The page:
Amanda Vickery writes:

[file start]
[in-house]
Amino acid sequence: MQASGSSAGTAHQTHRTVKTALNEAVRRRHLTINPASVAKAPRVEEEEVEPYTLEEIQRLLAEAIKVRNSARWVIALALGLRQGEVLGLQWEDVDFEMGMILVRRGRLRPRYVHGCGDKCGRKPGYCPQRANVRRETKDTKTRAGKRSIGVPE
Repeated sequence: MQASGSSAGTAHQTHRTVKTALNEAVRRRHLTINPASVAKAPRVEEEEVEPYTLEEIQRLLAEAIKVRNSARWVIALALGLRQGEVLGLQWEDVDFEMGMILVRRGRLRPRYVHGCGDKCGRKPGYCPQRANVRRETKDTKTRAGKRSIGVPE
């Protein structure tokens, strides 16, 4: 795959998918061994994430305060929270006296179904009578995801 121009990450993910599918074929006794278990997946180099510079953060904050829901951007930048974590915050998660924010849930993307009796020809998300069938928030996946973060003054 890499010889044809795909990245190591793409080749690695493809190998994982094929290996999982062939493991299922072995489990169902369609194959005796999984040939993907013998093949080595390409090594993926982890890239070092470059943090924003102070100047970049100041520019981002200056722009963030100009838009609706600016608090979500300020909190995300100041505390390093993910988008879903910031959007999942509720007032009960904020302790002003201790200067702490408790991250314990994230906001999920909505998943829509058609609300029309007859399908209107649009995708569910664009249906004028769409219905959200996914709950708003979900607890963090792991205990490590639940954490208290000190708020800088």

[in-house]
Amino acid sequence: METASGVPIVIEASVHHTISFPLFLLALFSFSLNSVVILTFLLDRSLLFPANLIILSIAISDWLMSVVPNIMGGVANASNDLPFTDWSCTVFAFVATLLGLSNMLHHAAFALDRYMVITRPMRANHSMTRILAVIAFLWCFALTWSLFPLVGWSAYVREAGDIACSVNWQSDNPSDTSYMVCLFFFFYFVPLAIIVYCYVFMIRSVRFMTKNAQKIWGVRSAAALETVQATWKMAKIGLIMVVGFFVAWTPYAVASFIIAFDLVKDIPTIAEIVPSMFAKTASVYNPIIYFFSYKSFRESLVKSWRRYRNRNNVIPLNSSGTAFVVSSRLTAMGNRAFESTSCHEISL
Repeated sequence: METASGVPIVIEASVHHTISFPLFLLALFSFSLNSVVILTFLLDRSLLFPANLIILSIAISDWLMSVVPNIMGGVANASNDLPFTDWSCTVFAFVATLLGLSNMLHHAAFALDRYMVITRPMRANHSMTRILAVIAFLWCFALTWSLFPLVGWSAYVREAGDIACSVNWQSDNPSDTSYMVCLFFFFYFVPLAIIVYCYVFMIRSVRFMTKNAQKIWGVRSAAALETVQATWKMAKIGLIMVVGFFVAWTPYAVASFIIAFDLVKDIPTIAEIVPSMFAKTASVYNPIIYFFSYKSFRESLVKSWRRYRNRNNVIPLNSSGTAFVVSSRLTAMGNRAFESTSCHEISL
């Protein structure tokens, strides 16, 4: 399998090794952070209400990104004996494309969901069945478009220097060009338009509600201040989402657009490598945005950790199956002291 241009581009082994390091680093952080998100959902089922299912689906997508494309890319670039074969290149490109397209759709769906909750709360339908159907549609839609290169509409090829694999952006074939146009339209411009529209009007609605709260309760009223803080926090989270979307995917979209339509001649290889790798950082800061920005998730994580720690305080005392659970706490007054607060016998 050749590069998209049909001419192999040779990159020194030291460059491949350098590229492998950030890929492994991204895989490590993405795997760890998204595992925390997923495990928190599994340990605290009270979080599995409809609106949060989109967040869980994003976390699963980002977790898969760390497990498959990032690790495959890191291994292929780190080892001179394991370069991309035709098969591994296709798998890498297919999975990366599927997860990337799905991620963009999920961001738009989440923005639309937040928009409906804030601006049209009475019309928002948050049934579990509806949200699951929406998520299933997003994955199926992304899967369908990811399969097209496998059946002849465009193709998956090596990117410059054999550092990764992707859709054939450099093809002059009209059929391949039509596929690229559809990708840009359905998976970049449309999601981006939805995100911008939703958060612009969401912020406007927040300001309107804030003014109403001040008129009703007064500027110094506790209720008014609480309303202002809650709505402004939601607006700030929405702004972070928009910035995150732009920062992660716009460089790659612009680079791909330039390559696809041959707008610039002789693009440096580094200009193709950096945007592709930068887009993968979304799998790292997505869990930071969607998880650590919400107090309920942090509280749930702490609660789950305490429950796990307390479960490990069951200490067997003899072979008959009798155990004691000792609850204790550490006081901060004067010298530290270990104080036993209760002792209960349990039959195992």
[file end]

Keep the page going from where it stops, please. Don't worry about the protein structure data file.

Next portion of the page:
Eighteenth-century historians can’t get enough of pleasure gardens. They seem to crystallise the new and distinctive features of Georgian society and culture in one fabulous setting. As places of commerce masquerading as wooded groves, pleasure gardens offered idealised rus in urbe. They could seem poetic in the dusk as the visitor listened to the evening chorus of resident songbirds, but were transportingly magical as night fell and hundreds, if not thousands, of lights were illuminated in the trees and colonnades. For the price of a ticket, one could enjoy musical performances and refreshments al fresco, or simply see and be seen. Princes rubbed shoulders with prostitutes, duchesses with doctors’ daughters: the social mix was a large part of the gardens’ attraction at the time and our fascination with them now. They seem to have epitomised the comparative openness of a polite and commercial people addicted to congregation, artifice and performance.